5 Hours or Less of Sleep Increases Risk of Chronic Disease: Study

by EditorT

A passenger sleeps as she rides an Amtrak train from 30th Street Station in Philadelphia, Pennsylvania, on May 18, 2015. (Mark Makela/Getty Images)

By Katabella Roberts

Sleeping for five hours or less a night if you’re age 50 or older could increase your risk of getting two or more chronic diseases as you age, research has found.

The study was published on Oct. 18 in the journal PLOS Medicine.

Researchers from University College London (UCL) in the United Kingdom tracked the health and sleep duration of 7,864 men and women who were employed in the London offices of the British civil service over 30 years and who had no chronic disease at age 50.

Self-reported sleep duration was measured six times between 1985 and 2016, and data on sleep duration was extracted at ages 50, 60, and 70. Researchers looked at the data and examined its association with incident multimorbidity over 25 years of follow-up.

Incident multimorbidity is defined by researchers as having two or more of 13 chronic diseases, including diabetes, cancer, heart disease, and kidney disease.

The study found that those who slept five hours or less around the age of 50 were 20 percent more likely to have been diagnosed with a chronic disease and 40 percent more likely to be diagnosed with two or more chronic diseases over 25 years, than those who slept seven hours a night.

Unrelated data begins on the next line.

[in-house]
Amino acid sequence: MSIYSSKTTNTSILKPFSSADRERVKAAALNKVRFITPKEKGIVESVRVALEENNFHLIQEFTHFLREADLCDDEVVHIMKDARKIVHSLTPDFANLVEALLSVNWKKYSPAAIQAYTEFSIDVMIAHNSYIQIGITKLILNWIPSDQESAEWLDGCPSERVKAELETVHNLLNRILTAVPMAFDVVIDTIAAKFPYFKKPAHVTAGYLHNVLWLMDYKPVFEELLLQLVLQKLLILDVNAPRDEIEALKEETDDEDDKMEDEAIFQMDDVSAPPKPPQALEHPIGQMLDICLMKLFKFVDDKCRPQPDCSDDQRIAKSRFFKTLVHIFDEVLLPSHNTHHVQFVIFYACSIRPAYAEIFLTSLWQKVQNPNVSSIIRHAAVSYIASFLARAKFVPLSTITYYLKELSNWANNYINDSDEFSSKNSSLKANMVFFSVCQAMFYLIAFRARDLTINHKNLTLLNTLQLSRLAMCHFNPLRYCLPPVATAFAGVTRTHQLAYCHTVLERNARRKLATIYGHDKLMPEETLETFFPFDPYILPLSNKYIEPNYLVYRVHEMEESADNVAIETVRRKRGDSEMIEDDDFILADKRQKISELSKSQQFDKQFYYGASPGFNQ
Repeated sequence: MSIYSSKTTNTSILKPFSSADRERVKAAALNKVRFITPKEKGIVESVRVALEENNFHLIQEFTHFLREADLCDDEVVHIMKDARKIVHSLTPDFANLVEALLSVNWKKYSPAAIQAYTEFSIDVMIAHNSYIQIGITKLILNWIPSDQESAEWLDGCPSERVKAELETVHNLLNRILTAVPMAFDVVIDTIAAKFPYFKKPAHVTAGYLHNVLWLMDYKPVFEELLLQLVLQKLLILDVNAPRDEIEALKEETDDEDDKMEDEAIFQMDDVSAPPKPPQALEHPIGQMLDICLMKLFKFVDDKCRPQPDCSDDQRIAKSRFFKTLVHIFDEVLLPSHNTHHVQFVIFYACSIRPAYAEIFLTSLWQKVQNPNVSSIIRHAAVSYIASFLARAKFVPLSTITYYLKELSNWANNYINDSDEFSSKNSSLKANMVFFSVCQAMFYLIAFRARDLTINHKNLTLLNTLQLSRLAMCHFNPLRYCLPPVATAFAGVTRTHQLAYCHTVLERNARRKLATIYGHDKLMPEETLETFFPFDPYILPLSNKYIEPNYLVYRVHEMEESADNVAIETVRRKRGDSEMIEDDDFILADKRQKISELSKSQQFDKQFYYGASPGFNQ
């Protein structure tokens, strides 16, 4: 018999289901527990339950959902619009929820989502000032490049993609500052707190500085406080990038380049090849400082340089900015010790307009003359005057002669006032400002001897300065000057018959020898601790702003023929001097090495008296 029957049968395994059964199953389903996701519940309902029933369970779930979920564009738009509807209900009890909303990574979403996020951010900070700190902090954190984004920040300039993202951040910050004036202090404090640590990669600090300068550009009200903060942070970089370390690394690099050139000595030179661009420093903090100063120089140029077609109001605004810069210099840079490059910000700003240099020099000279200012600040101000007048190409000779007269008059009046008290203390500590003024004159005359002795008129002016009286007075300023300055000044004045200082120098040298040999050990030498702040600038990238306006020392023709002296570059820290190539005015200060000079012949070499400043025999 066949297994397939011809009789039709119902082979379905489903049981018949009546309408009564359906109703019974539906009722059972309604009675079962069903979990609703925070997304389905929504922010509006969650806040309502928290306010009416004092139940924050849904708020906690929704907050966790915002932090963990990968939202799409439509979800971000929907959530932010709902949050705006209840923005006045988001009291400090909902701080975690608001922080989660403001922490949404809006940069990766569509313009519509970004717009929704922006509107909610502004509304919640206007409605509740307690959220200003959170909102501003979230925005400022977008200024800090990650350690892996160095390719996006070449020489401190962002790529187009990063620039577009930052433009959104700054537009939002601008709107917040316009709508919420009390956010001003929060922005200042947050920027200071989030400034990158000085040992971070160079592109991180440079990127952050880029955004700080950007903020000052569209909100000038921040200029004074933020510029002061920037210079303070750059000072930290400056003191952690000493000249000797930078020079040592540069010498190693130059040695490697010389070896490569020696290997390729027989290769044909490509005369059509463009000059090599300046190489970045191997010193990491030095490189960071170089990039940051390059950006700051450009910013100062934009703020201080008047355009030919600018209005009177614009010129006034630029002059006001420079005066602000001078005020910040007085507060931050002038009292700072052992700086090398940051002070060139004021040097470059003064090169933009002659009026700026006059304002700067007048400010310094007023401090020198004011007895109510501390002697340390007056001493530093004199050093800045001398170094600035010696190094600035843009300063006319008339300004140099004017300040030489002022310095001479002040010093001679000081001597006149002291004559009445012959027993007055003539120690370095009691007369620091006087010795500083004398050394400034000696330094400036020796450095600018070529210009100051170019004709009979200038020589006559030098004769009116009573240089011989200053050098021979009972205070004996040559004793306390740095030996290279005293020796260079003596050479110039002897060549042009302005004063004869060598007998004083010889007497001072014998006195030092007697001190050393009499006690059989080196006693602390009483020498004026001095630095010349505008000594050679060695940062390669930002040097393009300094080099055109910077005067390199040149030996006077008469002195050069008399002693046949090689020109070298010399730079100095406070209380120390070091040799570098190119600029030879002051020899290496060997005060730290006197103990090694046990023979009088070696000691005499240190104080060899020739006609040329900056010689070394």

Additionally, sleeping for five hours or less at the age of 50, 60, and 70 was linked to a 30 to 40 percent increased risk of two or more chronic diseases when compared with those who slept for up to seven hours.

Americans Not Getting Enough Sleep

Researchers also found that a sleep duration of five hours or less at age 50 was associated with a 25 percent increased risk of death over the 25 years of follow-up, which they attributed to the increased risk of chronic disease.

The authors of the study acknowledged a number of limitations, including the small number of cases in the long sleep category, the self-reported nature of sleep data, and the possibility of reverse causality (the error of mistaking cause for effect and vice versa) that could arise from undiagnosed conditions.

“In this study, we observed short sleep duration to be associated with risk of chronic disease and subsequent multimorbidity but not with progression to death,” the authors noted. “There was no robust evidence of an increased risk of chronic disease among those with long sleep duration at age 50. Our findings suggest an association between short sleep duration and multimorbidity.”

Roughly one in three Americans aren’t getting enough sleep or rest either at night or during the day, according to the Centers for Disease Control and Prevention (CDC), while an estimated 50 to 70 million Americans have chronic, or ongoing, sleep disorders.

Not sleeping enough can lead to physical and mental health problems, and increase the likelihood of death, according to the CDC.

Adults aged 18–60 years should get at least seven hours of sleep per night for optimal health, experts say, while those aged 61–64 years should get between seven to nine hours. Those aged 65 years and older need about seven to eight hours a night.


Katabella Roberts

Katabella Roberts is a news writer for The Epoch Times, focusing primarily on the United States, world, and business news.

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